Thumboo as schoolboy, scholar and acclaimed poet

In this week’s edition of Book Box, we look at new poetry, including long-awaited collections by Singapore Writers Festival directors past and present, as well as a fresh biography of Singapore’s unofficial poet laureate Edwin Thumboo


It is late afternoon on April 1, 1945. The boy who will one day become one of Singapore's most distinguished poets is sitting in a guava tree, watching the light from the south fade.

The Japanese Occupation is in its last throes; rumours of the British return are in the air. The boy, Eddie, is realising for the first time the multiple worlds he can inhabit in an instant, poised between one empire and another, the spiritual and the real, the myriad futures pressing on his present.

Then he hears his mother calling him to go to the market to buy galangal, and he jumps out of the tree.

It is this moment that opens The Votive Pen, Nilanjana Sengupta's new biography of Edwin Thumboo, who is often described as Singapore's unofficial poet laureate.

It may seem an unusual choice, but then again this is an unusual biography, one that eschews the typical ordering of chronology.

"It's not so orthodox in its approach," says Sengupta, who is in her 40s and came to Singapore from India a decade ago. "It makes a lot of detours. It connects to Singapore's history, but also to his own mind map and the way his mind evolved.

"I went through his points of inspiration, the readings he was doing, the symbols he was looking for, and eventually what I found is that everything is connected."

Thumboo, who turns 88 this year, has been the subject of several books, chiefly academic, but both he and Sengupta say this is the first biography of its kind for him.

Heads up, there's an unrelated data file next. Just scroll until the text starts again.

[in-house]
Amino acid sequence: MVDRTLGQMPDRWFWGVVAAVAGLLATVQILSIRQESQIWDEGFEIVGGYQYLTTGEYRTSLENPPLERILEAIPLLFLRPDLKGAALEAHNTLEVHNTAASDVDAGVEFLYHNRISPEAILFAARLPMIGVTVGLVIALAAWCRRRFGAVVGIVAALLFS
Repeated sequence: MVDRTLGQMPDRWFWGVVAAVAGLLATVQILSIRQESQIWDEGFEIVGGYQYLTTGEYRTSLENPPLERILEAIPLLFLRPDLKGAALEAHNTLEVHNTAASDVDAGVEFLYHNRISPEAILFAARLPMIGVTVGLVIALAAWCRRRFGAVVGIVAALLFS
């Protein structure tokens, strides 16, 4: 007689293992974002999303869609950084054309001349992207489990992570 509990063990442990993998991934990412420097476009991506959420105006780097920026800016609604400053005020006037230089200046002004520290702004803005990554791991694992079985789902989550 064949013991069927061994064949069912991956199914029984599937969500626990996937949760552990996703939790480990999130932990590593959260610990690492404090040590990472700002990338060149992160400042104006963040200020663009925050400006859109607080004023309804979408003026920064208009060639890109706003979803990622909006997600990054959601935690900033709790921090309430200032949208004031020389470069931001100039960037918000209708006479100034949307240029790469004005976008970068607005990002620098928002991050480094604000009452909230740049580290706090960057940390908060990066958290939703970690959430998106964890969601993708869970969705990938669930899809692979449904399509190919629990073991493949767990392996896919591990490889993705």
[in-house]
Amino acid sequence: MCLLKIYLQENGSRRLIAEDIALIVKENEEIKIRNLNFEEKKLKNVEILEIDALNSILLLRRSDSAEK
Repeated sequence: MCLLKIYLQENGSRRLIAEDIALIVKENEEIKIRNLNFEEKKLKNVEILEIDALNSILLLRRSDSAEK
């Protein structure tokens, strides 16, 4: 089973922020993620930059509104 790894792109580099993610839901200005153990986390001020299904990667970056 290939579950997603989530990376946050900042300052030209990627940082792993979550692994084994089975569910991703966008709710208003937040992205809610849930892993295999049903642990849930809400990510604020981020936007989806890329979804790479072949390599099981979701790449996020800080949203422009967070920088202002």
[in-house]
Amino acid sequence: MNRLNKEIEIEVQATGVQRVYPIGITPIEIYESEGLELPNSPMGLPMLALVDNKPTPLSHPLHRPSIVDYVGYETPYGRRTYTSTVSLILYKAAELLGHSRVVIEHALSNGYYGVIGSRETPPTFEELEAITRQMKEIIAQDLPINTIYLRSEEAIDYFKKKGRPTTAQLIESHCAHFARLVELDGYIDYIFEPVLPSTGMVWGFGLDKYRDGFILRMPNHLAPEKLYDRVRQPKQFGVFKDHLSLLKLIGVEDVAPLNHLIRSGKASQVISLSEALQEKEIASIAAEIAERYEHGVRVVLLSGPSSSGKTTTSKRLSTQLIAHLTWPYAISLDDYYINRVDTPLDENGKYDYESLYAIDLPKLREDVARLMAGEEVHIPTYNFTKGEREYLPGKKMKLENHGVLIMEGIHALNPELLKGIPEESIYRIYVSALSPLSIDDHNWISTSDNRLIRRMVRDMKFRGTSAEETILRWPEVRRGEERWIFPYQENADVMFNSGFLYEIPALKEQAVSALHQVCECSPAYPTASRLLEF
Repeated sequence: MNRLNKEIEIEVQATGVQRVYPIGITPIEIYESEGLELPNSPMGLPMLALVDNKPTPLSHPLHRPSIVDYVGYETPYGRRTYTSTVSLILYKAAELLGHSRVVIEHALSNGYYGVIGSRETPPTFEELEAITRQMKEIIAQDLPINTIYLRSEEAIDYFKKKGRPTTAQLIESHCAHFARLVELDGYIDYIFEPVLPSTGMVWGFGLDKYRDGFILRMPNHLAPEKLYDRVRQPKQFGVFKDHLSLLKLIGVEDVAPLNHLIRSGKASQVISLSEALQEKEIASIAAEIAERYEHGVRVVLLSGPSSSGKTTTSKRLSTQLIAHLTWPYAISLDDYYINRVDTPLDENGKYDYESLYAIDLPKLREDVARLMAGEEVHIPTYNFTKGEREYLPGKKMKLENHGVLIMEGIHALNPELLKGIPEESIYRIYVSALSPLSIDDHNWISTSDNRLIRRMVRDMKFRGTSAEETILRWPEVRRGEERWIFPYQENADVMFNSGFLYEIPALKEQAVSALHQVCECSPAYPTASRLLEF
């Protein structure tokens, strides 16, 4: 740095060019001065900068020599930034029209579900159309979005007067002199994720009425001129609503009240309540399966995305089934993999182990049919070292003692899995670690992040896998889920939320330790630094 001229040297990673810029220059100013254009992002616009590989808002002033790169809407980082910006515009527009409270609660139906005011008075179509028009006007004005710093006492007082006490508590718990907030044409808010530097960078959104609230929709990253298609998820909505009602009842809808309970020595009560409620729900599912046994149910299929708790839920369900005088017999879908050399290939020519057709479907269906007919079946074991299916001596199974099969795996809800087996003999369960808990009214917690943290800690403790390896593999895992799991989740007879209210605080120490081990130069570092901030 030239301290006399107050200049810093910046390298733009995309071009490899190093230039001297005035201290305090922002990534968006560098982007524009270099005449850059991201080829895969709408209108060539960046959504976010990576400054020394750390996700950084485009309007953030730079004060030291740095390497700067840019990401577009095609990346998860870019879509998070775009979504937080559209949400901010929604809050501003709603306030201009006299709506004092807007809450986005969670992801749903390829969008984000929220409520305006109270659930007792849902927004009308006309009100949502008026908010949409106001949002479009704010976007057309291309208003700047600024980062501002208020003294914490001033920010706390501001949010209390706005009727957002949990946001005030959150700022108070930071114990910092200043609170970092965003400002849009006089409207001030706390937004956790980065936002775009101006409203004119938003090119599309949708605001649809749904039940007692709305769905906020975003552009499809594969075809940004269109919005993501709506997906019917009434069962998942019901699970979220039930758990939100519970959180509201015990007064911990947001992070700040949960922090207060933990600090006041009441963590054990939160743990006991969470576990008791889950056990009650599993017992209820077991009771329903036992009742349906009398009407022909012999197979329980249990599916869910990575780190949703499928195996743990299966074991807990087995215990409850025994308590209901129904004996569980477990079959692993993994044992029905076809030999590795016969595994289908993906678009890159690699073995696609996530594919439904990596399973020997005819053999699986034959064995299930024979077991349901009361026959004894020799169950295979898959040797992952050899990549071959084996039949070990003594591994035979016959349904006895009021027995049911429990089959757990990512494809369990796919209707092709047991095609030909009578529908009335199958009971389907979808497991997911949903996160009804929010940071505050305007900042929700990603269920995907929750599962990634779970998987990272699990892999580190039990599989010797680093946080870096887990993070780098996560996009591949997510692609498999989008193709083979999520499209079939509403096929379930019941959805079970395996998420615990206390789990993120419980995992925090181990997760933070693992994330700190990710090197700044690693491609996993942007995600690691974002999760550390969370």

Thumboo had not been keen on the idea of a biography at first. "What was important for me were the times I lived in, not my life," he says.

"But this book was valuable for me. It gives a point of view that none of the others had. And it was useful, because I had to go back, right to the beginning."

Sengupta recalls how, during their first meeting, Thumboo looked intently at her and said: "I wrote myself into the centre of Singapore."

She says of the book: "It's describing his physical life, his life as a Singapore citizen, his life as a scholar and his life as a universal poet."

The book charts Thumboo's growth as a poet over seven decades - from his childhood, where he suffered discrimination because of his mixed Tamil and Teochew heritage, to his university days and career - against the backdrop of a Singapore finding its path to nationhood.

It examines not only the historical context of his works - his poetry includes the seminal collections Rib Of Earth (1956) and Ulysses By The Merlion (1979) - but also his literary inspirations, from the Irish poet William Butler Yeats to post-colonial African writers such as Christopher Okigbo and Gabriel Okara of Nigeria.

Sengupta, whose other books include Singapore, My Country (2016), a biography of Singapore's first Asian postmaster-general, M. Bala Subramanion, began working on The Votive Pen in 2018.

She would conduct intense, three-hour interviews with Thumboo weekly that would leave her reeling from the sheer scope of his literary allusions.

"He would drop one reference and I would end up having to go to the library and read at least a couple of dozen books about it. For me, it was like attending a masterclass with Shakespeare."

Thumboo, a Cultural Medallion recipient and National University of Singapore emeritus professor, has continued publishing in his twilight years. His 2018 collection, A Gathering Of Themes, was shortlisted for the Singapore Literature Prize.

Still, he says, he is slowing down. Being shut up at home during the Covid-19 pandemic has turned him into a television addict. "I spend at least seven or eight hours a day watching TV, especially what's happening in America."

He has not written a poem in the past nine months. "I have really stopped writing because I recognise I do not have the same vocabulary or the capacity to use it."

But though he is not sure how he will manage it, he feels he must pick up his pen again. "I have to write one more poem."

•The Votive Pen ($27.71) is available at major bookstores.

A version of this article appeared in the print edition of The Sunday Times on February 21, 2021, with the headline 'Thumboo as schoolboy, scholar and acclaimed poet'. Subscribe